Sang Ahn, chief commercial officer for Samsung Pay in the U.S., told the committee that Samsun Pay uses biometrics as well, enabling users to apply fingerprints to their mobile phones' built-in sensors to authenticate transactions.
"Additionally, our smartphones incorporate the Samsung KNOX security platform, keeping all payment data locked and secure," Ahn testified. "Other mobile payment solutions employ tokenized transactions. But ... these solutions only work in the small fraction of stores with NFC-equipped terminals."
A Security Roadmap for Mobile
Hughes testified that despite little regulatory oversight, mobile payments providers have plenty of guidance to help them implement best practices that can sufficiently protect consumer privacy and ensure transaction security.
"Between the rule written by the FTC [Federal Trade Commission] in 2000, and now also enforced by the Consumer Financial Protection Bureau, and the rules written by the Comptroller of the Currency, the Federal Deposit Insurance Corp. and Board of Governors of the Federal Reserve System, most of the providers of mobile payments should have a sufficient roadmap on how to handle the personal identifiable information and financial information that they obtain from the processing of payments via mobile devices," she says.
In 2000, the FTC passed a rule to implement a subchapter of the Gramm-Leach-Bliley Act that covers all participants providing consumer financial products and services, including data processing and data transmission services.
And earlier this year, the OCC called for tighter regulatory controls over mobile and non-traditional payments providers (see OCC: Cyber-Risks to Payments Growing).
At a June 3 event, Comptroller of the Currency Thomas Curry said banking regulators, using authority granted by the Dodd-Frank Wall Street Reform and Consumer Protection Act, could do more to oversee e-commerce and emerging payments players, to "ensure a more level playing field and protections for customers of non-banks."
Sorting Out the Risks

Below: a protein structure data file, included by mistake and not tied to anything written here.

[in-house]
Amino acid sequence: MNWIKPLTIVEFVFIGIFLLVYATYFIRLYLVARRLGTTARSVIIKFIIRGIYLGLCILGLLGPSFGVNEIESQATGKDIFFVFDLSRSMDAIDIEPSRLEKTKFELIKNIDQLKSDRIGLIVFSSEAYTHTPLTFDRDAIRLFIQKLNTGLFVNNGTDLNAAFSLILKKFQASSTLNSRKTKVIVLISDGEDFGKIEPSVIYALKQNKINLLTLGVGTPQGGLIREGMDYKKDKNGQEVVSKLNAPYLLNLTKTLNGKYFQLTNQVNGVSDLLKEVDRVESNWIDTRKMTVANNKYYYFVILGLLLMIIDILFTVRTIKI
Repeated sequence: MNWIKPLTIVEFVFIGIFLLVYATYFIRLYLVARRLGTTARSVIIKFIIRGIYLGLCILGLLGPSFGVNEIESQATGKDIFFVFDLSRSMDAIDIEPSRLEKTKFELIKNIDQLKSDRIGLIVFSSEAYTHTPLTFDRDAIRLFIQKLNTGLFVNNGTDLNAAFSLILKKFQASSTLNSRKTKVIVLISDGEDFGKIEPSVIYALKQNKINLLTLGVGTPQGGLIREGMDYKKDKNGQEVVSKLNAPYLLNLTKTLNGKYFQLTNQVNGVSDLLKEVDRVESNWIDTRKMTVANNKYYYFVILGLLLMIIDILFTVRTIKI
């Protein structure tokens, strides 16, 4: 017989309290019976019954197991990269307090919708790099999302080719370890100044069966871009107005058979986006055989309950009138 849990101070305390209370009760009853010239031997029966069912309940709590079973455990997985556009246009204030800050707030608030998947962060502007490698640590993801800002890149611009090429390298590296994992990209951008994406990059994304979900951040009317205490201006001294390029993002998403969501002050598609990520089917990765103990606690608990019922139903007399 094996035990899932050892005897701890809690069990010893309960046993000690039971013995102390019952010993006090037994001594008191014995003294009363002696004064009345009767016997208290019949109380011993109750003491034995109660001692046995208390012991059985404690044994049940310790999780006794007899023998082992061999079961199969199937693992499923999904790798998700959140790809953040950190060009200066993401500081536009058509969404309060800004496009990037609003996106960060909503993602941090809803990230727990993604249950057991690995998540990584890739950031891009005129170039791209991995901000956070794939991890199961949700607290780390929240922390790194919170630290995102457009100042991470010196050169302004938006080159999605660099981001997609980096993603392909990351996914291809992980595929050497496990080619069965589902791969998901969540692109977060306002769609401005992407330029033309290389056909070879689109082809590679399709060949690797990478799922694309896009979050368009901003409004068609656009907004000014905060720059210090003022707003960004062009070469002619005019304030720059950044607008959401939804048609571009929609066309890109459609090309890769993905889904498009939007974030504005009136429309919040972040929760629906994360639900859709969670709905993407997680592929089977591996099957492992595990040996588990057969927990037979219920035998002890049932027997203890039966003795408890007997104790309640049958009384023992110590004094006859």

Avivah Litan, a financial fraud expert and analyst at the consultancy Gartner, says lawmakers and others must understand the different risks posed by different types of mobile payments. "For example, paying a bill through a mobile browser is a totally different risk proposition than paying for groceries using ApplePay. They can't lump all of the different types of payments a consumer can make from a mobile phone into one category called 'mobile payments' and have a meaningful discussion about risk."
Mark Horwedel, CEO of the Merchant Advisory Group, which represents 85 of the largest U.S. merchants, contends mobile payments pose far fewer risks than conventional credit and debit card payments.
"Ultimately, mobile as well as the Internet will provide much higher levels of security than today's card payments, since both of the former channels are much more flexible and can adapt to new forms of authentication much sooner than traditional card payments," Horwedel says.
But Tom Kellermann, chief cybersecurity officer at security firm Trend Micro, says malware attacks and intrusions waged against mobile devices are on an upswing, and mobile payments security should be a top concern.
Al Pascual, director of fraud and security at Javelin Strategy & Research, agrees that mobile security is a growing worry. "Mobile malware has now evolved to a point that delivery is as easy as pointing a user to an infected or malicious site that contains the malware, and with no other action the program is downloaded, installed and can convey administrative access to the device," he says. "These attacks would place payment credentials and consumer PII at risk, which could have a deleterious effect on trust; and trust is a critical aspect of any successful payment scheme. Case in point: 40 percent of consumers who avoid mobile payments cite concern over security as the impediment to adoption."